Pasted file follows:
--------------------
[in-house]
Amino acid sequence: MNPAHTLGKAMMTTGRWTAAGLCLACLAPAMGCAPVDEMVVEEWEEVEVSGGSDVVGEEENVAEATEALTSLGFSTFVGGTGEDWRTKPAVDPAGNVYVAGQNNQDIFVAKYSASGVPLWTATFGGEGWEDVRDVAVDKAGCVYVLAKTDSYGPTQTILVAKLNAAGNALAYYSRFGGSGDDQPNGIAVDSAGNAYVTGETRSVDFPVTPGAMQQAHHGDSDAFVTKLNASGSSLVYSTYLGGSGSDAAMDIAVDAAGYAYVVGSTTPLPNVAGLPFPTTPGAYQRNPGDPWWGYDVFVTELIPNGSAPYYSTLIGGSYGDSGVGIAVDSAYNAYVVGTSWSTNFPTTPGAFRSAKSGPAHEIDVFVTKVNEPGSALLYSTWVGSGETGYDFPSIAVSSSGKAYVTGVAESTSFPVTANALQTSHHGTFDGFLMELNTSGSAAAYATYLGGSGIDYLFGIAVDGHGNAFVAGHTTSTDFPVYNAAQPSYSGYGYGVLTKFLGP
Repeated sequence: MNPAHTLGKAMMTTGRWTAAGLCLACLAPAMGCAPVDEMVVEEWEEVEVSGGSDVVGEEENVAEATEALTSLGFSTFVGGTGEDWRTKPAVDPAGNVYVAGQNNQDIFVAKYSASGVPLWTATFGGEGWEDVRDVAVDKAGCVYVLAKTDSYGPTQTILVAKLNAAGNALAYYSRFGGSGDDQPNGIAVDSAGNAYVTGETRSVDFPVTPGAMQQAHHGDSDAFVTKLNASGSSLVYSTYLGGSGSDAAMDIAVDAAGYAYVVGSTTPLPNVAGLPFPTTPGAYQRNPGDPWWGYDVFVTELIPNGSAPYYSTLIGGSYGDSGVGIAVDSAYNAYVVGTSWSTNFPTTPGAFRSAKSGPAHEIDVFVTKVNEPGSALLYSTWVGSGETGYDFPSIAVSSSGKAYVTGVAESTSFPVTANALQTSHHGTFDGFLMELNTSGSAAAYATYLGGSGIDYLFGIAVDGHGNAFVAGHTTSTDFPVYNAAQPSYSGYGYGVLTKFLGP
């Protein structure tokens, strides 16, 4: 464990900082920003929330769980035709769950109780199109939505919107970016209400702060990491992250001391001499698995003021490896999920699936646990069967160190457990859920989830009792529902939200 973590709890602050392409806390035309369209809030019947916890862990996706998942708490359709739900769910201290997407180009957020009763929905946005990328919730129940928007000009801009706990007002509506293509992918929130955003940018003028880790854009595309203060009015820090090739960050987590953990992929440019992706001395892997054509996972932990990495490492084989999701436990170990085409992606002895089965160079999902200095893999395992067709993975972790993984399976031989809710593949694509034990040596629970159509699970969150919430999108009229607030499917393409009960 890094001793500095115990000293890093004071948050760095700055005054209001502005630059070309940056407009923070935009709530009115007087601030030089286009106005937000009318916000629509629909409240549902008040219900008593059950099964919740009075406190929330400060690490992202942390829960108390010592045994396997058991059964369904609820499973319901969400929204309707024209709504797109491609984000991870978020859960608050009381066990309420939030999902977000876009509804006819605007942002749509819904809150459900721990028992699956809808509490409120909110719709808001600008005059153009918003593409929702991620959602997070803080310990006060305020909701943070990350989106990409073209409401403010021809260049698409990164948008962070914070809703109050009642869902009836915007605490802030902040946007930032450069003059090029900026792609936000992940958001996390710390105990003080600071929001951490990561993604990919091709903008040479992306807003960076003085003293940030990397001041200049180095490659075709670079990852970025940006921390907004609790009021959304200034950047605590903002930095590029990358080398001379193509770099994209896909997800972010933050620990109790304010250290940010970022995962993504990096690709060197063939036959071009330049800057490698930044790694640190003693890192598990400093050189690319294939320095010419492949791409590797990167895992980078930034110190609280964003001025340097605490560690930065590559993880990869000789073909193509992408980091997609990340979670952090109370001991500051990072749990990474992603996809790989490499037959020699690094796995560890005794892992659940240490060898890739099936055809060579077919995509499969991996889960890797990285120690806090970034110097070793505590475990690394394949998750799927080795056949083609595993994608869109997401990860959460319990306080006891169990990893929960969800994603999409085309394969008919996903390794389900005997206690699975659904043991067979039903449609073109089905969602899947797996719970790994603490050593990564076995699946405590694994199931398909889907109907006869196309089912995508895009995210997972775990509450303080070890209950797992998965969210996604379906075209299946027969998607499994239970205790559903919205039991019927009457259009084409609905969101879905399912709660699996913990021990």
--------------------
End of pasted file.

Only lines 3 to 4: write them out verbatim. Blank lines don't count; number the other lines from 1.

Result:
Repeated sequence: MNPAHTLGKAMMTTGRWTAAGLCLACLAPAMGCAPVDEMVVEEWEEVEVSGGSDVVGEEENVAEATEALTSLGFSTFVGGTGEDWRTKPAVDPAGNVYVAGQNNQDIFVAKYSASGVPLWTATFGGEGWEDVRDVAVDKAGCVYVLAKTDSYGPTQTILVAKLNAAGNALAYYSRFGGSGDDQPNGIAVDSAGNAYVTGETRSVDFPVTPGAMQQAHHGDSDAFVTKLNASGSSLVYSTYLGGSGSDAAMDIAVDAAGYAYVVGSTTPLPNVAGLPFPTTPGAYQRNPGDPWWGYDVFVTELIPNGSAPYYSTLIGGSYGDSGVGIAVDSAYNAYVVGTSWSTNFPTTPGAFRSAKSGPAHEIDVFVTKVNEPGSALLYSTWVGSGETGYDFPSIAVSSSGKAYVTGVAESTSFPVTANALQTSHHGTFDGFLMELNTSGSAAAYATYLGGSGIDYLFGIAVDGHGNAFVAGHTTSTDFPVYNAAQPSYSGYGYGVLTKFLGP
């Protein structure tokens, strides 16, 4: 464990900082920003929330769980035709769950109780199109939505919107970016209400702060990491992250001391001499698995003021490896999920699936646990069967160190457990859920989830009792529902939200 973590709890602050392409806390035309369209809030019947916890862990996706998942708490359709739900769910201290997407180009957020009763929905946005990328919730129940928007000009801009706990007002509506293509992918929130955003940018003028880790854009595309203060009015820090090739960050987590953990992929440019992706001395892997054509996972932990990495490492084989999701436990170990085409992606002895089965160079999902200095893999395992067709993975972790993984399976031989809710593949694509034990040596629970159509699970969150919430999108009229607030499917393409009960 890094001793500095115990000293890093004071948050760095700055005054209001502005630059070309940056407009923070935009709530009115007087601030030089286009106005937000009318916000629509629909409240549902008040219900008593059950099964919740009075406190929330400060690490992202942390829960108390010592045994396997058991059964369904609820499973319901969400929204309707024209709504797109491609984000991870978020859960608050009381066990309420939030999902977000876009509804006819605007942002749509819904809150459900721990028992699956809808509490409120909110719709808001600008005059153009918003593409929702991620959602997070803080310990006060305020909701943070990350989106990409073209409401403010021809260049698409990164948008962070914070809703109050009642869902009836915007605490802030902040946007930032450069003059090029900026792609936000992940958001996390710390105990003080600071929001951490990561993604990919091709903008040479992306807003960076003085003293940030990397001041200049180095490659075709670079990852970025940006921390907004609790009021959304200034950047605590903002930095590029990358080398001379193509770099994209896909997800972010933050620990109790304010250290940010970022995962993504990096690709060197063939036959071009330049800057490698930044790694640190003693890192598990400093050189690319294939320095010419492949791409590797990167895992980078930034110190609280964003001025340097605490560690930065590559993880990869000789073909193509992408980091997609990340979670952090109370001991500051990072749990990474992603996809790989490499037959020699690094796995560890005794892992659940240490060898890739099936055809060579077919995509499969991996889960890797990285120690806090970034110097070793505590475990690394394949998750799927080795056949083609595993994608869109997401990860959460319990306080006891169990990893929960969800994603999409085309394969008919996903390794389900005997206690699975659904043991067979039903449609073109089905969602899947797996719970790994603490050593990564076995699946405590694994199931398909889907109907006869196309089912995508895009995210997972775990509450303080070890209950797992998965969210996604379906075209299946027969998607499994239970205790559903919205039991019927009457259009084409609905969101879905399912709660699996913990021990």